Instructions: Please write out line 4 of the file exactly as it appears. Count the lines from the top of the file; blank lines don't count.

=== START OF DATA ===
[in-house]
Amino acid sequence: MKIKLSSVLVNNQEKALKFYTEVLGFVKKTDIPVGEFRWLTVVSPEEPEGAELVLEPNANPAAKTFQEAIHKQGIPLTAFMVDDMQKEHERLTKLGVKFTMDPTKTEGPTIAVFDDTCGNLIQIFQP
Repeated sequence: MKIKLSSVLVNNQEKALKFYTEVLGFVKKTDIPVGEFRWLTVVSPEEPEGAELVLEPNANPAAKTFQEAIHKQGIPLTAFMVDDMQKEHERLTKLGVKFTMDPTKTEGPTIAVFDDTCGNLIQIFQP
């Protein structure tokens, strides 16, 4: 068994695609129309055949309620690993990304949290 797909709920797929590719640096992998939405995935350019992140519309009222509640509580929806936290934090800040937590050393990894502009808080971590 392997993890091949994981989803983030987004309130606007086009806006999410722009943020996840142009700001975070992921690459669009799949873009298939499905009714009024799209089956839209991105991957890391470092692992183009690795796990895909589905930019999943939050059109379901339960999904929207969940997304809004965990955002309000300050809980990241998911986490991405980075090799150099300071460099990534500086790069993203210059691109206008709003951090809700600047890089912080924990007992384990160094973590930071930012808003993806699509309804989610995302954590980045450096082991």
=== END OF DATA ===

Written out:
């Protein structure tokens, strides 16, 4: 068994695609129309055949309620690993990304949290 797909709920797929590719640096992998939405995935350019992140519309009222509640509580929806936290934090800040937590050393990894502009808080971590 392997993890091949994981989803983030987004309130606007086009806006999410722009943020996840142009700001975070992921690459669009799949873009298939499905009714009024799209089956839209991105991957890391470092692992183009690795796990895909589905930019999943939050059109379901339960999904929207969940997304809004965990955002309000300050809980990241998911986490991405980075090799150099300071460099990534500086790069993203210059691109206008709003951090809700600047890089912080924990007992384990160094973590930071930012808003993806699509309804989610995302954590980045450096082991």